Income Tax 31 Jan,2020
210 Views
Budget recommendations for the re-insurance branches
CA Amit KediaChartered Accountant

The Insurance Law (Amendment) Act, 2015 paved the way for foreign re-insurers to establish a branch office in India for carrying out re-insurance business from India. Following which, a regulatory framework was laid down by the Insurance Regulatory and Development Authority of India (IRDAI) with one of the stated objectives as making India a re-insurance hub. This enabled globally renowned re-insurance players to set up their branch office in India. At present, ten such players have a branch office in India, with five of them having reported profit for the Financial Year (FY) 2018-19.

In a continuing effort to promote re-insurance business from India, last year, the requirement of Net Owned Fund was reduced by the government to INR 5,000 crore from INR 1,000 crore in case of an office set up in the International Financial Services Centre (IFSC) by a foreign re-insurer. Also, IRDAI has played an active role in addressing some of the regulatory and business concerns of the branches by revising regulations where necessary.

While there are constant efforts on the regulatory front to meet the objective of promoting re-insurance business, one would expect the income-tax regime to also keep pace towards meeting this objective. As the income-tax law has not evolved over the years alongside the regulatory developments, it has led to ambiguity or lack of clarity in taxation not only for long standing life insurance companies but also for the new entrants like Indian branches of foreign re-insurers. Therefore, this article seeks to throw light on certain key income-tax issues faced by the India branch of foreign re-insurers, that require much needed attention of the law makers.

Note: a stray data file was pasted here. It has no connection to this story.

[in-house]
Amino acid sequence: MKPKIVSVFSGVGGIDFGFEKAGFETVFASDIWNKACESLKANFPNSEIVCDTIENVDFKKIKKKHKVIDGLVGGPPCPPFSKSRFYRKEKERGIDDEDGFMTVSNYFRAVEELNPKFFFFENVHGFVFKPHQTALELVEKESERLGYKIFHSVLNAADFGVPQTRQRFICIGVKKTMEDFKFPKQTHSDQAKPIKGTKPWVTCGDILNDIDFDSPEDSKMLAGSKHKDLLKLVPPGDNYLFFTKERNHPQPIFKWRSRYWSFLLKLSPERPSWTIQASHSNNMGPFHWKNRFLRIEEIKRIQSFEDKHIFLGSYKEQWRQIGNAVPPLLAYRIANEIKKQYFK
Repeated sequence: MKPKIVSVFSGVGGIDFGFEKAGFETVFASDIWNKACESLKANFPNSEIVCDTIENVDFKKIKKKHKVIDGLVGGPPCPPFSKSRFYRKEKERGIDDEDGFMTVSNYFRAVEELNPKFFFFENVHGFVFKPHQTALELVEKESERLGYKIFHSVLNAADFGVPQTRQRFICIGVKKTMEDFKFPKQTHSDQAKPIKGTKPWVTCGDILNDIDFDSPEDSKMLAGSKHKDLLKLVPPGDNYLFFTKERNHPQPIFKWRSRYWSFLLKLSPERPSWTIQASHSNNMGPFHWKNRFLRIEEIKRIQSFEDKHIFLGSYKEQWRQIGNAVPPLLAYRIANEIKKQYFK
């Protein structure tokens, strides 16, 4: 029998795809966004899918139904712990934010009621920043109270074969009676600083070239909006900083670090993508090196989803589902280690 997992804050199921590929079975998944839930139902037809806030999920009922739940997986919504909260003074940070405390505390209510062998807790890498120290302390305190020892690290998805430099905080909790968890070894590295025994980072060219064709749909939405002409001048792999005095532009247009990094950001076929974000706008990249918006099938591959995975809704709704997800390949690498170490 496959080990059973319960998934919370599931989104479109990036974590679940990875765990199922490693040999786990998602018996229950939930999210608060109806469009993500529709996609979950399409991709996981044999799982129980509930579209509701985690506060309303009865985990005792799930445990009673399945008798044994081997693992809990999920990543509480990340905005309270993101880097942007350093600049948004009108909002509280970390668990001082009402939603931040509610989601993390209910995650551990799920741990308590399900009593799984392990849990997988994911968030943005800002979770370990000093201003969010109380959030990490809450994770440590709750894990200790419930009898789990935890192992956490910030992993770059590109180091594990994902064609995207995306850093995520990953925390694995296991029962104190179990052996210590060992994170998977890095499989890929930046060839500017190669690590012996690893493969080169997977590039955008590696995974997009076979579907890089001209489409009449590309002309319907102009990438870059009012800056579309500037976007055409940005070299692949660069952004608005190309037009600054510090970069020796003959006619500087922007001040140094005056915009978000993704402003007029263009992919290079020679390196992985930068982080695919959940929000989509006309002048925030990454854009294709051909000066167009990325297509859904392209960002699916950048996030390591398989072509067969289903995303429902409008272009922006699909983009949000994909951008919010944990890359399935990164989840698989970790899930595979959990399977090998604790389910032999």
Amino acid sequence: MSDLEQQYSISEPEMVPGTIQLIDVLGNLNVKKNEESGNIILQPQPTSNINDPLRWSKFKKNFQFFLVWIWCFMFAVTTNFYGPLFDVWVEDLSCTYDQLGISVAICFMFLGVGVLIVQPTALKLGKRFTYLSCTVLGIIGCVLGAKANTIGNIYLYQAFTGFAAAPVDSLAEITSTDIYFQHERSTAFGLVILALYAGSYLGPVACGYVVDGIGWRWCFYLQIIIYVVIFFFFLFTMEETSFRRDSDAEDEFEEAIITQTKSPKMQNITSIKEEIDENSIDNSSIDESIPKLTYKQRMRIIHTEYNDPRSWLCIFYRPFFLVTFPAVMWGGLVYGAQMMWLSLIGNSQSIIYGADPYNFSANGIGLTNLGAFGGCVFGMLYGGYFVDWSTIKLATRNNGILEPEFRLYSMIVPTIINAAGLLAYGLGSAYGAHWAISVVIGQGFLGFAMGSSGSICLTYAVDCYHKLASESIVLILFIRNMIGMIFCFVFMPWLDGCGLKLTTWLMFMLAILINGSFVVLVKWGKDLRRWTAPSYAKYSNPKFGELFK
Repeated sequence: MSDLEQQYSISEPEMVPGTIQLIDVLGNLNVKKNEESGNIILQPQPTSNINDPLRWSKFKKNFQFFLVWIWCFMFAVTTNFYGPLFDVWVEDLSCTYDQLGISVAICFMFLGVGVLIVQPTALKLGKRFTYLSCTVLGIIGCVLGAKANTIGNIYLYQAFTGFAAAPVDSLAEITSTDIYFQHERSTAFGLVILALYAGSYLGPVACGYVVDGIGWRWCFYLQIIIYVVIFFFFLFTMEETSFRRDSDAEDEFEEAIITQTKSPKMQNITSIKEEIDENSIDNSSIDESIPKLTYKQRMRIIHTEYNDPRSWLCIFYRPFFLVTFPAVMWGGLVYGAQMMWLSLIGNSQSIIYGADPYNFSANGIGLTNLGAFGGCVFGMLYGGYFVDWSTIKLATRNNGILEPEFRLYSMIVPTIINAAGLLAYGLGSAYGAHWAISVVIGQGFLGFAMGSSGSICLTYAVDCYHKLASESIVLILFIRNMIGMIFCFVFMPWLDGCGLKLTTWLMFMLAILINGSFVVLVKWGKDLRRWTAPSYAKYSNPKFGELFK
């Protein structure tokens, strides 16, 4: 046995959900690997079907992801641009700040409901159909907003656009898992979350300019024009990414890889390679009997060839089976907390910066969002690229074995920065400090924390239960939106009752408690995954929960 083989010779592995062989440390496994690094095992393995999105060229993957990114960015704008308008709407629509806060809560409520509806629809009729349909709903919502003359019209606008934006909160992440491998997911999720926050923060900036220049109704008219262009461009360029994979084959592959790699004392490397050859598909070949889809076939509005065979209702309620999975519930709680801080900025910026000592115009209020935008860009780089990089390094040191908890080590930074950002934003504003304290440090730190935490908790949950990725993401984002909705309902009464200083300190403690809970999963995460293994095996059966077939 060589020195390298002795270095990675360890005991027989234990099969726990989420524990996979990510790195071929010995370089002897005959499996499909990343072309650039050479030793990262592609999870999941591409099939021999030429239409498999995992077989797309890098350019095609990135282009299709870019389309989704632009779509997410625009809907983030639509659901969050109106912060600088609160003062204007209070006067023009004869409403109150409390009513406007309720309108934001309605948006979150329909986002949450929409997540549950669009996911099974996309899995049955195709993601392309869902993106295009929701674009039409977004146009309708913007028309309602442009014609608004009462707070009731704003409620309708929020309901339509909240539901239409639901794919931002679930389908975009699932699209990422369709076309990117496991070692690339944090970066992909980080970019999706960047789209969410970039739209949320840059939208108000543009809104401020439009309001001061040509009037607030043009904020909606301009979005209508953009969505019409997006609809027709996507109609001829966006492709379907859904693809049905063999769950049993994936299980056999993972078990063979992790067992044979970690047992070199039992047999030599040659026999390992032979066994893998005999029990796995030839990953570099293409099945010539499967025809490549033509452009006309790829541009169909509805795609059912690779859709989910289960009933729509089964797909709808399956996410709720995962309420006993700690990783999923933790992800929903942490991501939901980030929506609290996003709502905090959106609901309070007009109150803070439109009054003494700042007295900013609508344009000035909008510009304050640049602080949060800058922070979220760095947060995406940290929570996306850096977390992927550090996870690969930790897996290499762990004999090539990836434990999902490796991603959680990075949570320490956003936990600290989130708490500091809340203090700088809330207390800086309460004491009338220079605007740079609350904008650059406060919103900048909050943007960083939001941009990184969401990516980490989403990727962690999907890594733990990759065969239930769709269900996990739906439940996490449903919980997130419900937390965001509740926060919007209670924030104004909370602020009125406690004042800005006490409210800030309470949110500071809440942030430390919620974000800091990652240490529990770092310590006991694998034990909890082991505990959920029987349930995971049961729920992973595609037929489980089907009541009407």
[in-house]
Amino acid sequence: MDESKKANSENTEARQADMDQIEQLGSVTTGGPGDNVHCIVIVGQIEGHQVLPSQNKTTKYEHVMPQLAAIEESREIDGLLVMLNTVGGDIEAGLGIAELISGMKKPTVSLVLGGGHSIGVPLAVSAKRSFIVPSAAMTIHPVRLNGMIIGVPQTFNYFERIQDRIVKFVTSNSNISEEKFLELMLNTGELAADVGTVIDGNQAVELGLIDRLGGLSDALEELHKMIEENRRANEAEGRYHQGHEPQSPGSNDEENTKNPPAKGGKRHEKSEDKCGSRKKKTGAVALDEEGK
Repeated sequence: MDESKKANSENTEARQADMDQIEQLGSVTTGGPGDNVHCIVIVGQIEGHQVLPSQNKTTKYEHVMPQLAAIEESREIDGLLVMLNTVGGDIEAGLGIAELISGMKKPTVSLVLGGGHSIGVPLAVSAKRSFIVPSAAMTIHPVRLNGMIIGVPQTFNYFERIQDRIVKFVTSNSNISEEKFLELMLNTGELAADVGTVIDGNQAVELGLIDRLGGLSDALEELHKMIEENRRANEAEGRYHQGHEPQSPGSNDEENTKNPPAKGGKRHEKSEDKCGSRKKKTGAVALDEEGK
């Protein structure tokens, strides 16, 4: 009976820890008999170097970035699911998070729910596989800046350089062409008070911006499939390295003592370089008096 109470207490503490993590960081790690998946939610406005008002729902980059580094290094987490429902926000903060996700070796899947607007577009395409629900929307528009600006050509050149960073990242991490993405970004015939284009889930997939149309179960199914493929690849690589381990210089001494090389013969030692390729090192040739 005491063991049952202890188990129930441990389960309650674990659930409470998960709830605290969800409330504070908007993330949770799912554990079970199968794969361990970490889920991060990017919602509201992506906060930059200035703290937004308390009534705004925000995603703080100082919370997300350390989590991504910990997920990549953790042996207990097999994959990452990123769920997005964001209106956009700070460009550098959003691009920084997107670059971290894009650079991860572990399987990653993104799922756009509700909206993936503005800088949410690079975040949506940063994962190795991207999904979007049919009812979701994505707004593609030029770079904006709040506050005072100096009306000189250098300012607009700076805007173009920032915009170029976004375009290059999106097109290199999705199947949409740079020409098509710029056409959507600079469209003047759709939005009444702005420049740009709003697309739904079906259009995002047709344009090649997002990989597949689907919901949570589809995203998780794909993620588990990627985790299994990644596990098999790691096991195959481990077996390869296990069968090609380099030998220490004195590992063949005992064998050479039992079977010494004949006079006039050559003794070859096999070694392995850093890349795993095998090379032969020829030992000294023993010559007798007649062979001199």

Need for clarity on taxation of profits of re-insurance branches in India

The Income-tax Act, 1961 (the Act) contains special provisions for taxation of profits of insurance business due to which normal provisions of the Act which ordinarily apply in case of companies do not apply to companies engaged in insurance business unless specifically provided for.

Under the Act, section 44 deals with taxation of profits of insurance business. Section 44 provides inter alia that the taxable profits of insurance business shall be computed in accordance with the rules contained in the First Schedule to the Act. Rule 2 in the First Schedule provides the manner of computation of taxable profits of a life insurance business, and rule 5 provides the manner of computation of taxable profits of a business of insurance other than life insurance. Rule 6 in the First Schedule provides the deeming basis of computation of taxable profits of India branch(es) of a non-resident carrying on any business of insurance in absence of reliable data. Except for the life insurance business whose profits are taxed at a special rate of 12.5% (plus applicable surcharge and cesses), the profits of other insurance businesses are taxed at the normal rates as applicable to the assessee.

As such, section 44 as well as the rules in the First Schedule to the Act refer to insurance business. This leads to uncertainty as to whether section 44 covers re-insurance business as well, and if answer to the same is in affirmative, a question arises as to which particular rule in the First Schedule ought to apply in case of life segment and/or non-life segment of re-insurance business. A clear answer to these questions is extremely crucial as, the computation methodology would differ based on which rule applies, and the tax rate would also differ accordingly.